Once upon a time, many years ago, there was a president who earned the title citizen Number 1 in the State of Israel, from the day it was established, until his death on November 9, 1952.

On November 14 of that year, Haaretz published articles by Moshe Smilansky and Kurt Blumenfeld in memory of the first president, Chaim Weizmann.

"My good luck brought me to know the man early on as his star was rising ... and my bad luck brought me to continue knowing him as his star faded and stand before his black coffin," wrote Smilansky. "As I stand before his coffin, in a flash all the years appeared before me ... and it seemed to me as if I was a witness to one of the greatest human tragedies, the ones that instill fear, and at the same time, do not end all possibility of hope. Fear for the fate of the human race, the fate of the Chosen People, and the hope for the end of days. If there are still such men walking the face of the earth, then there is still hope."

After covering the life and times of Weizmann, Smilansky concluded with the following: "As I stood beside his coffin draped in black, I remembered. Don't weep for the dead. Weep for the living, for the lofty ideals that are slowly departing ... will they return?"

In another article in memory of Weizmann published in the same edition of Haaretz, Kurt Blumenfeld, a Zionist leader in Germany and a Weizmann supporter throughout the years, wrote "the news of Chaim Weizmann's death stunned the world. Condolences are flowing from around the world. The world is expressing its condolences to Israel and the Jewish people and many in Israel can learn from this lofty lament about whom they have lost."

As great as the admiration for the president and the grief accompanying his death was the bitterness over the state's attitude toward his passing.

Pnina Baror expressed the sentiments of many in her letter to the editor.

"I was privileged to see what I dared not hope for: an independent state of Israel. We owe this in no small measure to a distinguished figure among us, the first president, Dr. Chaim Weizmann," she wrote. "Intense grief spread during the two days until the funeral and people walked with their heads lowered and just one subject on their minds, the painful death of our president. And everyone waited to hear the arrangements for getting time off from work on the day of the funeral, as is common in many countries upon the death of its president or king. However, on the day of the funeral, citizens had to work as if it were a regular day and there was only a short two-hour period of time off.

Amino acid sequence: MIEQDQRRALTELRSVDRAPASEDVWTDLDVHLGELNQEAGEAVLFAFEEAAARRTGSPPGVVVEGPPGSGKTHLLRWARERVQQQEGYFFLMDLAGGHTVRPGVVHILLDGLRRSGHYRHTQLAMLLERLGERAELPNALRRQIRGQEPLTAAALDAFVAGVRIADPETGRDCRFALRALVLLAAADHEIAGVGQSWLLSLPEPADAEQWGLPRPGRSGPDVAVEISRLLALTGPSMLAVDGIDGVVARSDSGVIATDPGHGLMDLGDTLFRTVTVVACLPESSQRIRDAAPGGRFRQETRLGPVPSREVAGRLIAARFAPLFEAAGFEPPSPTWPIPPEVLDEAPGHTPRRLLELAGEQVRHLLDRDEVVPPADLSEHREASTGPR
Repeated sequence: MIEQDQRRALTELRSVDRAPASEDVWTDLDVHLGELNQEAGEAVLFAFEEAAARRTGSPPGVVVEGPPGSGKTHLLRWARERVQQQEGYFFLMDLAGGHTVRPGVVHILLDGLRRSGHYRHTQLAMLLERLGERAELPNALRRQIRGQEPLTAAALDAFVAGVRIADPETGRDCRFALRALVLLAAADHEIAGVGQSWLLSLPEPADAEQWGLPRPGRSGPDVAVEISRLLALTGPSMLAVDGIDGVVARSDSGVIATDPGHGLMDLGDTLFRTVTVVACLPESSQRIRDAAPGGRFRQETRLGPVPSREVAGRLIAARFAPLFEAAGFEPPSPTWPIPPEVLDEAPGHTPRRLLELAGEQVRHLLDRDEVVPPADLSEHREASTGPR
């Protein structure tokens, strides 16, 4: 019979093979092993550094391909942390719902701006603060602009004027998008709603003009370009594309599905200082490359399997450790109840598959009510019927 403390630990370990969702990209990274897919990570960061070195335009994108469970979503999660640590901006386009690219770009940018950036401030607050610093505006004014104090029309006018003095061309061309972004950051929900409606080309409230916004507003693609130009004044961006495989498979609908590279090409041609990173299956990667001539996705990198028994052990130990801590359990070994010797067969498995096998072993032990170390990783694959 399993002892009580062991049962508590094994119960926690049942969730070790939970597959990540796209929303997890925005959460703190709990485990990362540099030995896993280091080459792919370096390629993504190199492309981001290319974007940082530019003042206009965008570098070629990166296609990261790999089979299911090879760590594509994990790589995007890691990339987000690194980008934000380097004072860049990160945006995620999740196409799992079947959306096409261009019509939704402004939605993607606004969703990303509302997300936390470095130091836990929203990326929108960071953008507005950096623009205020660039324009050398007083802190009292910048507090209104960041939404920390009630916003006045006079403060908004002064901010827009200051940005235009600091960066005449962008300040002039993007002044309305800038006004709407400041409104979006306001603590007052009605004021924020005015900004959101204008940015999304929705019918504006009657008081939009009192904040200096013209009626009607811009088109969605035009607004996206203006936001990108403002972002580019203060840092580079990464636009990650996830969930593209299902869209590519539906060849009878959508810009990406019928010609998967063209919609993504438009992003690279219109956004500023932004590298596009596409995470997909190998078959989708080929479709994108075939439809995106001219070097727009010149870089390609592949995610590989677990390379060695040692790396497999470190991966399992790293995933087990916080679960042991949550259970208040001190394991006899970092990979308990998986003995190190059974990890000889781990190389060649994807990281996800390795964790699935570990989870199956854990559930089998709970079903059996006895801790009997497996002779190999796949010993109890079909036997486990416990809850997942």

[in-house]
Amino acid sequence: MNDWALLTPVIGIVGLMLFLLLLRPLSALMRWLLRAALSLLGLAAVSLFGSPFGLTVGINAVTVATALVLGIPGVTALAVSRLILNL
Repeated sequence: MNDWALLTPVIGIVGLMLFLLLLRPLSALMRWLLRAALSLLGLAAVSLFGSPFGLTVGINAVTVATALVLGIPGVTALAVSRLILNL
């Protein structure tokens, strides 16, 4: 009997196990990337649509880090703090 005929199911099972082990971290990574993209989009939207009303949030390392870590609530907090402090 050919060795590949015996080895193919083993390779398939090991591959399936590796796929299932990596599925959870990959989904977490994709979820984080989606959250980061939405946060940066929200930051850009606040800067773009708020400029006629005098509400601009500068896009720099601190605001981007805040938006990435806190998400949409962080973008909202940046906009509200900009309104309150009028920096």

"Immediately after the funeral, shops and entertainment venues opened as if nothing had happened ... I was embarrassed, but thought I alone felt that this treatment was a personal affront. Conversations on the street showed me that everyone felt the same affront. Everyone was offended in a way that will not be quickly forgotten."

Contrary to custom, the editor referred readers to an editorial published the same day, which commented among other things on the nature of the full military funeral.

"Undoubtedly, readers' letters express widespread public sentiment," the editorial read. "Once again it became apparent that we have still not found the appropriate manners to express a sense of national grief ... there is something true about the claim that the president's funeral had an overly military tone. The IDF Rabbinate's authority is limited to military people and the chief rabbis should have been the ones officiating at the funeral of the state's president. The coffin being carried by senior army officers prevented the fulfillment of this commandment by Dr. Weizmann's personal friends and by members of the cabinet, veterans of the Zionist leadership and heads of the academic institutions ... the impression created was that the army had a monopoly over the deceased and this is most regrettable."